The general Synod has finally passed a resolution to permit women to become bishops of the Anglican church.
After decades of debate, and some 20 years after women were first permitted to be ordained as priests of the church (in my local cathedral here in Bristol), it seems that equality has penetrated the upper echelons of our Established church.
But did they ever consider the most important voice in this matter – the fictional wife of the Bishop of Barchester surely wielded more power behind the throne than any modern bishop could openly exercise today.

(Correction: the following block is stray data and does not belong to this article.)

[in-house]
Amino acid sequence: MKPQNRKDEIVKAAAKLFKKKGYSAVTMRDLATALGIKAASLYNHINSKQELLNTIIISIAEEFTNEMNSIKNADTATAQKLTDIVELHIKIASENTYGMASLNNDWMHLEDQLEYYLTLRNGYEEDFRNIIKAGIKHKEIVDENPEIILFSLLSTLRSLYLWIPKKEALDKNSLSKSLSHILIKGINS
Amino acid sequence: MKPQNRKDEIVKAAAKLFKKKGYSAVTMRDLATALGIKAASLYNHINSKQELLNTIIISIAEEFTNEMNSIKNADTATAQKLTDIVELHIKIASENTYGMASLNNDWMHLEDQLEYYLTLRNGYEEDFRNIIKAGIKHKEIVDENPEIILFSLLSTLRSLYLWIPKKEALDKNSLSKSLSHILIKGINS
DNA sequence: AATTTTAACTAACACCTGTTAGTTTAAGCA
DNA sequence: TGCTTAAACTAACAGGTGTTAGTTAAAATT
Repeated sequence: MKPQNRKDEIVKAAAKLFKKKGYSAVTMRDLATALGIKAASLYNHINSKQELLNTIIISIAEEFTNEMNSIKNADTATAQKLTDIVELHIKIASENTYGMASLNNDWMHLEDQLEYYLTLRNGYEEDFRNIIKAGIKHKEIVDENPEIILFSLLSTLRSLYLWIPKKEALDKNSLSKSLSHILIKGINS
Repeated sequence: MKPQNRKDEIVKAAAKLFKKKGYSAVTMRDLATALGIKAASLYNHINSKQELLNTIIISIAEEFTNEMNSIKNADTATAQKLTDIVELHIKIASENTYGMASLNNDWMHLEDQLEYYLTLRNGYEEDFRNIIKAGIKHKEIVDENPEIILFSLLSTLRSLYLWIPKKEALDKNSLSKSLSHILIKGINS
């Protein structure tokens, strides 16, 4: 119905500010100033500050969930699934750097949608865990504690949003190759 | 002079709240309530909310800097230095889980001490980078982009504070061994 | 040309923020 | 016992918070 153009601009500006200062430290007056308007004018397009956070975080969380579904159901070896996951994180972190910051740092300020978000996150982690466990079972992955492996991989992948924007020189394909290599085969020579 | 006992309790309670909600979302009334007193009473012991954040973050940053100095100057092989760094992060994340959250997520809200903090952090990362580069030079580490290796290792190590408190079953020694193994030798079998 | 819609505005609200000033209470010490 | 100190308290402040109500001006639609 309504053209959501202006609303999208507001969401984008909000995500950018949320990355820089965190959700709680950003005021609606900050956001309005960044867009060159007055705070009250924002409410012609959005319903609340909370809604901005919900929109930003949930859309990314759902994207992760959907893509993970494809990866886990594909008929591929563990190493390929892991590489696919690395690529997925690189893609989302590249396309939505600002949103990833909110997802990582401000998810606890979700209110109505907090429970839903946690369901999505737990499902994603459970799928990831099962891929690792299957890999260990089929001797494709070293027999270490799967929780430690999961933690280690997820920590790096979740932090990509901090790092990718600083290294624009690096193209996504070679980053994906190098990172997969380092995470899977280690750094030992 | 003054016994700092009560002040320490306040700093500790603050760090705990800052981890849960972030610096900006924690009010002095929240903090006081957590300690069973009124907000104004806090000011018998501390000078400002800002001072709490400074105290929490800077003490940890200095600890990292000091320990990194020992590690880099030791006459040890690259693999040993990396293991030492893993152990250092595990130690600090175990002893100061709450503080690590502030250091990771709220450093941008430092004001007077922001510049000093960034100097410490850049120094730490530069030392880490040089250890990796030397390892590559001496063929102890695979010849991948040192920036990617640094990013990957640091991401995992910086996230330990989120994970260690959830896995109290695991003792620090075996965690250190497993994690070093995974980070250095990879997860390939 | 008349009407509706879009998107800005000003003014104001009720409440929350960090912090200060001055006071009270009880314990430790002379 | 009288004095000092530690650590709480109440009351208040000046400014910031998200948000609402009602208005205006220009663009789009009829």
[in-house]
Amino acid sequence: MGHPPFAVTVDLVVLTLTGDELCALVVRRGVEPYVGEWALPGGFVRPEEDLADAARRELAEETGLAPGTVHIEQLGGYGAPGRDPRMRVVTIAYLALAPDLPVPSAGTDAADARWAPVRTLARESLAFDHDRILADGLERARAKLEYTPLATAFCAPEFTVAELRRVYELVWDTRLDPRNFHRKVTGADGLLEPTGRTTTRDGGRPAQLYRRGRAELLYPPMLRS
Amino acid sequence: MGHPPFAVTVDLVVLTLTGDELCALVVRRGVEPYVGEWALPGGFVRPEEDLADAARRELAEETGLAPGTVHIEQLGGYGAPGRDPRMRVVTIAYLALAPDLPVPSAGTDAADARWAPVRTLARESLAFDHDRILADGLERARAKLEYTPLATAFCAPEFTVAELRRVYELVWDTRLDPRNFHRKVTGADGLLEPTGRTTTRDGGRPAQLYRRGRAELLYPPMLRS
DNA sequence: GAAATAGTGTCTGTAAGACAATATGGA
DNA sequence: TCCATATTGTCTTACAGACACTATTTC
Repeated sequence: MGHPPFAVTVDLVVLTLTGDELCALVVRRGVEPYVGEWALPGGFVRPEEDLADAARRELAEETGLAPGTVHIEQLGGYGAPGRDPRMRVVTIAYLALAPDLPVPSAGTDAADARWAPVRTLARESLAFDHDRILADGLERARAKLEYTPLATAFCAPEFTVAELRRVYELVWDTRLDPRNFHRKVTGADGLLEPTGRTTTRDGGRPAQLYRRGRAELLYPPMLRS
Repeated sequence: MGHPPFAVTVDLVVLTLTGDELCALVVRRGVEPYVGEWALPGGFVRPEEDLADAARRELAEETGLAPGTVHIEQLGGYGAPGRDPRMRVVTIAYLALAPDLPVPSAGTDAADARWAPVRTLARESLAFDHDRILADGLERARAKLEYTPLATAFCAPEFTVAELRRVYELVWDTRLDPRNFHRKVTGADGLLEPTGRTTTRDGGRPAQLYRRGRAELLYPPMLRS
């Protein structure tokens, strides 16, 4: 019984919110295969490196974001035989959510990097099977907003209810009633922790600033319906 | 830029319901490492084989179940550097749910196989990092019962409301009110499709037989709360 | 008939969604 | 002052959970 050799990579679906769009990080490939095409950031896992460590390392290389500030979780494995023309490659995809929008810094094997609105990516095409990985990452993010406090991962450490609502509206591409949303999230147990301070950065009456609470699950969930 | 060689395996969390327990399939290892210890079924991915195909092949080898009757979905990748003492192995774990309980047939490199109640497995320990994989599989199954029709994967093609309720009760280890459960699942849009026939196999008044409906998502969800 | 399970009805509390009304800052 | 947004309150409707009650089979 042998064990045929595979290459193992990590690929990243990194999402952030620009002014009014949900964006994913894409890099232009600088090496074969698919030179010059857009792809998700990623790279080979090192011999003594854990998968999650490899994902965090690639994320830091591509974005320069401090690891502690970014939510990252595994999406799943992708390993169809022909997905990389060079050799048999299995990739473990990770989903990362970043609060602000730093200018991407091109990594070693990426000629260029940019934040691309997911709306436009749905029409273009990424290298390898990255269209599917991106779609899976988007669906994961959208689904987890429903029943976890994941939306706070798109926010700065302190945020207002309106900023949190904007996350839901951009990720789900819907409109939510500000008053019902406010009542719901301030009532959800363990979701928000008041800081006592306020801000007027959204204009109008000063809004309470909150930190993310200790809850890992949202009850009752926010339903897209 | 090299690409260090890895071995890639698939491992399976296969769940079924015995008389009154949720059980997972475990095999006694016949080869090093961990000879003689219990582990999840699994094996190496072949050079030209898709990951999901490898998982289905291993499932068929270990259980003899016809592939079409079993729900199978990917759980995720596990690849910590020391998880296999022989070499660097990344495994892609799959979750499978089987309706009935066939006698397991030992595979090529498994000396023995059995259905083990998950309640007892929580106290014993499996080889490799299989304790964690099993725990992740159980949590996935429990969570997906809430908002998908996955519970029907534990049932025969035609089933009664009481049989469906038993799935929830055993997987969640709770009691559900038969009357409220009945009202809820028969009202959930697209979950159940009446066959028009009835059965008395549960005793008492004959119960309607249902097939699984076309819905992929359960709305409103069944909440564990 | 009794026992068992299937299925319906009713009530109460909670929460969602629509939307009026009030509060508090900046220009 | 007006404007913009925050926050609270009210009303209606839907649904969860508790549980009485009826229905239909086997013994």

Would Mrs Proudie have followed Paul’s letters to the Corinthians which exhorted women to be silent during worship or would she have argued that the self-contradictory references in the letter to Timothy to women being required to keep their heads covered while prophesying and that they must not have authority over men meant that the source was unreliable? All three statements are Biblical and therefore infallible in the Victorian Christian mind. How would Trollope, the arch-conservative Liberal (note capitalisations!) have had her square that circle?
For more detailed consideration of this debate, see Trevor Timpson’s article linked below: